Yasmeen Shaheen-McConnell, Program Manager, The Franklin Project at The Aspen Institute

Mission Driven

Do you remember the moment when you decided you wanted a career in the non-profit sector?

The quality of jobs are what brought me to the sector, but it’s the opportunity to work on mission-driven projects that kept me here. Being a problem-solver is a core part of who I am, so I knew early on that to stay motivated in a career I had to be tapping into that. It wasn’t until college that I realized another key part of this sector really spoke to me, and that’s the mission-driven aspect of being at a nonprofit or social enterprise. Once I learned that you can make a career—and in fact, many—out of tackling our nation’s and world’s most pressing challenges, I was hooked. And it’s never boring. We need smart, creative, innovative people tackling water scarcity, healthcare, peacebuilding, and human rights. For me, it was the opportunity at age 22 to take a job at the interplay of leadership development, policy, and culture. And I never looked back.

You are an AmeriCorps alumna, how was that experience?

It was challenging, rewarding, and made me feel like I was part of something so much bigger than myself. And at 21, that experience was incredibly important to my personal growth and development. Although I can't pinpoint the exact moment during my service year at which I came to believe national service should be universal, the power of giving back to my community and country changed me. I realized that citizenship isn't a passive state—it’s active, and requires my time and attention. When I served in the Arab American Resource Corps (part of AmeriCorps) in 2008, young people all around me were signing up to serve our country in civilian or military service capacities. I'm proud of our generation for stepping up like that.

Where do you get your inspiration from?

The people I work with are smart. There is nothing more humbling and inspiring than striving toward a common goal with a team that kicks butt! If you look at the people to the left and the right of you every day, respect the hell out of them, and know that together you’re working to do the right thing, there’s no way to lose your inspiration. Sleep, maybe, but not inspiration.

How important is a good support system?

Invaluable. The best advice I ever received was to create a personal Board of Directors, composed of people you don't pay for advice but who you can turn to whenever you're at a crossroads. The women on my Board have helped me evaluate every serious change I've made since college. As I grew older, I learned to trust myself more and more, and didn't need to crowdsource smaller decisions. However, the process of talking through my options with them continues to be critical. Your Board should be composed of people who know you deeply and understand where you come from and what your values are, people who are brilliant, and most importantly, people who you trust. For salary negotiations, graduate school decisions, or job options, the women on my Board are the people I turn to for guidance, support, and a cold dose of reality whenever I need it.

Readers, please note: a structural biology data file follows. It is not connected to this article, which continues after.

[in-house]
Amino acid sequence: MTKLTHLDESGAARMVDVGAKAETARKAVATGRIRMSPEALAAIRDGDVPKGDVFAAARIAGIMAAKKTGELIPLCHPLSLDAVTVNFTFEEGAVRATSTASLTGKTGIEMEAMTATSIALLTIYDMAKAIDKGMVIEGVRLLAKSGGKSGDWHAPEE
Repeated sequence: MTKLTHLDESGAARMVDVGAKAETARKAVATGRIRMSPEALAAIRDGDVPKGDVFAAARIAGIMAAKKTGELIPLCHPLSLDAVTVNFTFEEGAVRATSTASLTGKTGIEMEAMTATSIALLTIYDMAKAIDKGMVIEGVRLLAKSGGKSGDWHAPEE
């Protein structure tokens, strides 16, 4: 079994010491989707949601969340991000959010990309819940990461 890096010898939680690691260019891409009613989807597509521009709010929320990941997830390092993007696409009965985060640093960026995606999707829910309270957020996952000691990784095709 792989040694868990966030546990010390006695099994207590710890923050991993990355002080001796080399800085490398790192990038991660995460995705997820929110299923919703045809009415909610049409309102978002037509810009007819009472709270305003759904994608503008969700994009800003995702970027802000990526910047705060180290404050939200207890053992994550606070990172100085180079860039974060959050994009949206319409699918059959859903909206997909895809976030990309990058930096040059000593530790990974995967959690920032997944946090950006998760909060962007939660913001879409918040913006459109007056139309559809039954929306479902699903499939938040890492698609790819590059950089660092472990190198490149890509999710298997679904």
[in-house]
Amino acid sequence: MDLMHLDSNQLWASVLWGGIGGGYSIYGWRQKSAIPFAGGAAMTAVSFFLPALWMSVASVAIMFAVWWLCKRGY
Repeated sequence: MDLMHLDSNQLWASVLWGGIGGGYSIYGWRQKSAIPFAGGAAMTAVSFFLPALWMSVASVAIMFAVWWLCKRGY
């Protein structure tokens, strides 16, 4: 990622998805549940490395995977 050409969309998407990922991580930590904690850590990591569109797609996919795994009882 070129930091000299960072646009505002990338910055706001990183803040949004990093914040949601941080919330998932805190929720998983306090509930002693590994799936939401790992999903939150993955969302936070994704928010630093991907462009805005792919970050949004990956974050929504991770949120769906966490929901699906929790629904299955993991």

Furthermore, I’m a huge fan of shine theory, and having the strongest, happiest, and smartest women in your corner is simply the best.

What advice would you give women who are interested in working for a non-profit?

Protect yourself. People who work for mission-driven organizations have a tendency to give everything to their jobs, and I've seen women in particular sacrifice their health, social lives, and potential career advancement for the sake of the mission. While I find the concept of work-life balance to be a bit of a fallacy, take some time to decide where your hard lines are, and stick to them. For example, in the start-up and social enterprise world, funds can be tight. If I want to save my organization money by staying with friends when I travel instead of paying for a hotel room, that makes sense. But my hard line is that I never stay with a friend if I can’t schedule in some quality social time with them. In that case, either I don’t travel, or I splurge on a hotel room, but for me, it’s important to protect my friendships. Whether it’s your morning run, your standing Tuesday family dinners, or rules about healthy traveling, figure out what your bottom line is to protect yourself and stay sane and stick to it.

You have been in the field for a long time, what are some lessons learned?

  1. Be brave. Take risks. Life is long, and trepidation will get boring quickly. If you feel afraid, put on an outfit that makes you feel like a million bucks, take a power stance, and fake it till you make it.

  2. Work your butt off to be a good team member. The stronger the group of colleagues you cultivate, the more they'll have your back when you need it. And believe me, one day you'll need it!

  3. Don't forget to call your mom. Or that friend you've been meaning to reach out to since his break-up. Or your college roommate who you thought about last week. We all get busy, and sometimes we put our personal lives on hold to get through a rough patch at work—that’s ok. But never let that mentality become permanent. Your work can mean a lot to you, but it can never mean everything.

What are a few of your favorite must-haves (like can't leave the house without)?

Chapstick with SPF in it. Spotify Premium. Fresh flowers. Diorshow Mascara. Oh, and breakfast. It's hard to start your day off strong, and solve problems like a pro, if you're hangry.

AmeriCorps Shine Theory Take a power stance